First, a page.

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Indian students talk live with space for the first time


File photo of ISS commander Michael Fincke. NASA photo

GUWAHATI (PTI): An American astronaut aboard the International Space Station (ISS) today talked live with the students of a school here for the first time in the country's space history.

NASA astronaut Edward Michael 'Mike' Fincke, who is married to an Assamese girl, answered 14 questions of students of Assam Jatiya Vidyalalya at a programme organised by Friends of Assam and Seven Sisters (FASS), an organisation of non-resident Assamese, in coordination with NASA.

The ground station of Amateur Radio on the ISS (ARISS) at north California coordinated the talk and the audience, comprising more than one thousand people, heard Fincke answer the students' queries over telephone connected to the ISS ground station which established the link with the spaceship.

Students got a fresh insight into the world of space with Fincke informing them that they sleep normally inside the spaceship and have set their own timings according to a 24-hour cycle working from ten to six.

Asked about the difference in environment inside and outside the space ship, Fincke said it was extremely hostile and cold outside but inside it is as comfortable as it can be with the temperature set at 24 degrees Celsius.

The quality of the air inside the spaceship is maintained by oxygen manufactured inside while carbon dioxide is recycled, said Fincke, who is also the commander of the current expedition 'Mission 18' of the ISS

Members of the spaceship eat normal food like hamburgers and sausages but they "are mostly packed food, prepared on ground but we do heat these sometimes", he said.

"Water on the spaceship is used just like back in the planet but we recycle both water and urine", Fincke answered to a student's query on water management aboard the spaceship.

He and two of his other associates inside the spaceship, however, cannot take bath due to zero gravity and they only swab themselves, besides wearing absorbent clothing.

They are also fortunate to see 16 sunrises and sets during the course of 24-hours as the spaceship completes 19 rotations during this period, each cycle taking 90 minutes.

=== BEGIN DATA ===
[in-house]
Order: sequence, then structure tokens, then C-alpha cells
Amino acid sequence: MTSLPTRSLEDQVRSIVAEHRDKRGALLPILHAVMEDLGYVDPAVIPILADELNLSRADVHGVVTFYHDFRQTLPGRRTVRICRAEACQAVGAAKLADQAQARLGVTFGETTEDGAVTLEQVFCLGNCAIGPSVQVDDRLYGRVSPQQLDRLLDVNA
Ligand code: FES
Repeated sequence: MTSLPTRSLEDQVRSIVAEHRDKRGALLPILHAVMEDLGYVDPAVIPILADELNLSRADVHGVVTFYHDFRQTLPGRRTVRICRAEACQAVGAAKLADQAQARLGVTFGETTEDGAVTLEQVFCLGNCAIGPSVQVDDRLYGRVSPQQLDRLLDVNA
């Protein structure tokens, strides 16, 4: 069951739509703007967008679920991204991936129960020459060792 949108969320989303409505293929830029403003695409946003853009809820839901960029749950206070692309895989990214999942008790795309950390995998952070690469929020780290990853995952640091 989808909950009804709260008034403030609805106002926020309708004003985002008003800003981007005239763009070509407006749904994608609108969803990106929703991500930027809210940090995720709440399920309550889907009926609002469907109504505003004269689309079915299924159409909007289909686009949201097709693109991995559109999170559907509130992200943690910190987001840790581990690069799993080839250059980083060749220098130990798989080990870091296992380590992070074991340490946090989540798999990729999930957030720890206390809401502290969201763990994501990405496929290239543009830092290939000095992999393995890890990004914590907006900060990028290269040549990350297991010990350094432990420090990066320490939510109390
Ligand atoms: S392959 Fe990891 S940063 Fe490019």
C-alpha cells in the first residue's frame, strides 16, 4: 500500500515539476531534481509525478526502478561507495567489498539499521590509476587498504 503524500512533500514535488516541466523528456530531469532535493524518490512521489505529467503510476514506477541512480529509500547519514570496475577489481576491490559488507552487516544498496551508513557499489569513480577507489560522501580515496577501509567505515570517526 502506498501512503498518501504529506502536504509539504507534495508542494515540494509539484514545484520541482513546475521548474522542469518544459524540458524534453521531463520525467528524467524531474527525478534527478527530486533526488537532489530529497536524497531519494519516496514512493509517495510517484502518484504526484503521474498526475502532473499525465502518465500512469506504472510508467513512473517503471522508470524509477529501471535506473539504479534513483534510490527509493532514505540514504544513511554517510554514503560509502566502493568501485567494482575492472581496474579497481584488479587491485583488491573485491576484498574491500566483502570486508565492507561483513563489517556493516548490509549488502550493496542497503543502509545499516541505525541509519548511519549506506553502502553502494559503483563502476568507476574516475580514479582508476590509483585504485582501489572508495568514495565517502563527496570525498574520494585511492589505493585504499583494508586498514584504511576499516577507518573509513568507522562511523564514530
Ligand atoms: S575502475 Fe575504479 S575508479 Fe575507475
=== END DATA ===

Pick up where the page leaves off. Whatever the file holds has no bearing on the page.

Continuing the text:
Seasonal changes along with man-made and natural structure of earth are also visible from aboard the ship.

Presently, "we are observing winter in the northern hemisphere and summer in southern hemisphere and we can also observe large objects like the pyramids and Great Wall of China," the astronaut said.

Fincke and his colleagues relax on the spaceship with books and watching movies and exercise two hours daily on bicycles and treadmills.

Fincke, who is learning Assamese in space through flash cards, was asked, 'apuni Asomiya kobo parenaki' (can you speak Assamese) and he replied with aplomb, 'moi alop kobo paru" (I can speak a little), winning a loud round of applause from the audience.

Fincke is married to Renita Saikia, who also works at NASA, and her parents had left for USA several decades ago.

The ISS is the largest and most complex international scientific project in history and has six state-of-the-art laboratory where experiments on bio-medical sciences, quantum and fluid physics, astronomy and meteorology are currently on.

'Assam's son-in-law' carried a traditional 'gamocha' aboard the spaceship which would be signed by the other astronauts also and most likely presented to the state later.

The ground station of ARISS at north California coordinated the talk and the audience, comprising more than one thousand people, heard Fincke answer the students' queries over telephone connected to microphones.

"Communication from space will inspire young minds and such talks will help student to learn about life on board the ISS and become aware of the substantial benefits of human spaceflight and the exploration and discoveries that occur on space flight missions," FASS chairman Rajen Barua said.

This is for the first time that school children are talking live with an astronaut and it has indeed been possible with the help of Mike and NASA," said FASS secretary general Bidyananda Barkakoty.


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